Review: François Ozon is Back with Sexy, Sunny, Dramatic 'Summer of '85'

by Kilian Melloy

EDGE Staff Reporter

Tuesday August 17, 2021

'Summer of '85'
'Summer of '85'  

Openly gay filmmaker François Ozon adapts British writer Aidan Chambers' 1982 young adult novel "Dance on My Grave," turning it into a French romantic drama about two teenage boys exploring sex and commitment.

"Summer of '85" ("Été 85") - as Ozon's adaptation is titled - will draw comparisons to "Call Me By Your Name," and not without reason. The locale is scenic; the teenagers are hormonal; the air is alive with the pop music of the time; and there's even a young woman, an English au pair, to provide some hetero-curious experimentation (and some friction between the lovers).

But "Summer of '85" is very much its own film, and told in its own style. The adaptation has a novelistic feel, partly due to a voiceover by Alex (Félix Lefebvre), an aspiring writer who's faced with the need to choose between continuing on with his education or leaving school at the age of 16 in order to begin working. His working man father (Laurent Fernandez) prefers the latter; his mother (Isabelle Nanty), as mothers will, only wants for him to be happy.

That's a maternal wish, also, from Madame Gorman (Valeria Bruni Tedeschi), the spirited (and somewhat boundaries-free) mother of Alex's new friend, David (Benjamin Voisin). David's devil-may-care attitude, easy confidence, and interest in Alex quickens the young man's pulse. After a chance meeting at sea during a thunderstorm, the young men become fast friends; within days Alex is working at the store owned by David's family, and he's spending nights in David's bed.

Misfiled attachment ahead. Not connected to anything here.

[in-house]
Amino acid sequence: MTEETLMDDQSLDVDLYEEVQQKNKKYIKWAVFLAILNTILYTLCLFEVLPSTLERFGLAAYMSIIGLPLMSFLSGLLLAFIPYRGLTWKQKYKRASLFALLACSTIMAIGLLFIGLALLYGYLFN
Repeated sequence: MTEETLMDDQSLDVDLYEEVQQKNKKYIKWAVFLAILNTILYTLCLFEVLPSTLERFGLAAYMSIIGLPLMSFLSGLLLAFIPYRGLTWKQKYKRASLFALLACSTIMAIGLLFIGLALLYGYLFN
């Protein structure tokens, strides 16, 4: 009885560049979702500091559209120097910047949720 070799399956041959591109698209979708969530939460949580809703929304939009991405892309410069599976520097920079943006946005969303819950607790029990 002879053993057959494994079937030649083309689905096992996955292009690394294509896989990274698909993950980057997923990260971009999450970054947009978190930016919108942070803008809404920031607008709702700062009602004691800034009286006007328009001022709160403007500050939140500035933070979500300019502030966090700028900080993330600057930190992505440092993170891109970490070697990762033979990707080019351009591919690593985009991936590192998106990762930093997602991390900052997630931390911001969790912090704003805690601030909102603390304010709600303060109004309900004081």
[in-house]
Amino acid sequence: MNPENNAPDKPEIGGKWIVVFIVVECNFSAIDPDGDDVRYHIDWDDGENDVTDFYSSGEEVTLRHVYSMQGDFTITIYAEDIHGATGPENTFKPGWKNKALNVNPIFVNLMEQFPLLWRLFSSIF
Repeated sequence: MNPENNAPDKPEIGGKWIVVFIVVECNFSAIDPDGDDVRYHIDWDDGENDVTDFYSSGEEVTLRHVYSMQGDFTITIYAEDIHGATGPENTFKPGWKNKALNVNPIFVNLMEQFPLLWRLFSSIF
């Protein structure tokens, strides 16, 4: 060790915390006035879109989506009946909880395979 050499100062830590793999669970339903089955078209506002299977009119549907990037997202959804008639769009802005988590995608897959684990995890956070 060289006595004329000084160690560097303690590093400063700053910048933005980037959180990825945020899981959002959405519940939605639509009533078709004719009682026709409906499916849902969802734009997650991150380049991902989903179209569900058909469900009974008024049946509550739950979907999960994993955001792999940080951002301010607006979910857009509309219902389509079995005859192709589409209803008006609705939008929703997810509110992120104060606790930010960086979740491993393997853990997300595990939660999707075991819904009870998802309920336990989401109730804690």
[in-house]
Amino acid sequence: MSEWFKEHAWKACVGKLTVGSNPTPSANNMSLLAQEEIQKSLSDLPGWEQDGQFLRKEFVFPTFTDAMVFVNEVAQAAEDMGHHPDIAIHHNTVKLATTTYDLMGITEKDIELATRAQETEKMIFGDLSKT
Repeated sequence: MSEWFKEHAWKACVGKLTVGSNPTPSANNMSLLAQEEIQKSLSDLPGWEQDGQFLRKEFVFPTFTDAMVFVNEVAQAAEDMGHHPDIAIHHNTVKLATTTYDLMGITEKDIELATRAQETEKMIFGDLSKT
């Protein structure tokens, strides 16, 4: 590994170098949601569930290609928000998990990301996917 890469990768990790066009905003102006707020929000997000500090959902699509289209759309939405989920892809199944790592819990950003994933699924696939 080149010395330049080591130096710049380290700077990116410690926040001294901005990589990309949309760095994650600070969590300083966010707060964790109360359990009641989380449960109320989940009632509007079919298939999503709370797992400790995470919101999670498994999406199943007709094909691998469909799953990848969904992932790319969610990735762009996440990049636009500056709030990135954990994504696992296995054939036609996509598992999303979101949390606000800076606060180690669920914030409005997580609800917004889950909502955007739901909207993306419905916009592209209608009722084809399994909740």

We know from the beginning that David won't survive the summer, and that Alex is in trouble with the law. The question of what eventually happens to bring the story to such a place propels the film. Alex's angsty meditations on death (he's fascinated with the subject) feel almost too weighty, and risk putting too much drag on the story, but Ozon wisely focuses on sunshine and youthful abandon. This is in part, to give the film loft, but also to create a contrast between the giddy joy of first love and the wrenching pain of loss.

Like certain other filmmakers - David Lynch, Quentin Tarantino - Ozon has a gift for creating moments that simultaneously horrify and amuse, and he does it with such sureness that the film's most outrageous twists (one of which sees Alex dressing as a girl to trespass on a mortuary) feel earned and of a piece with the overall atmosphere. What could have been a tawdry jest becomes a statement on the confusions of love and grief.

As such, the film fits right into Ozon's oeuvre. The director behind "Double Lover," "Frantz," "The Girlfriend," and many other movies that pull off balancing acts between romance (usually gay) and any given genre (war drama, thriller, domestic comedy) achieves another triumph.

"Summer of '85" is coming to VOD and Blu-ray and DVD beginning August 17th by Music Box Films Home Entertainment

Kilian Melloy serves as EDGE Media Network's Associate Arts Editor and Staff Contributor. His professional memberships include the National Lesbian & Gay Journalists Association, the Boston Online Film Critics Association, The Gay and Lesbian Entertainment Critics Association, and the Boston Theater Critics Association's Elliot Norton Awards Committee.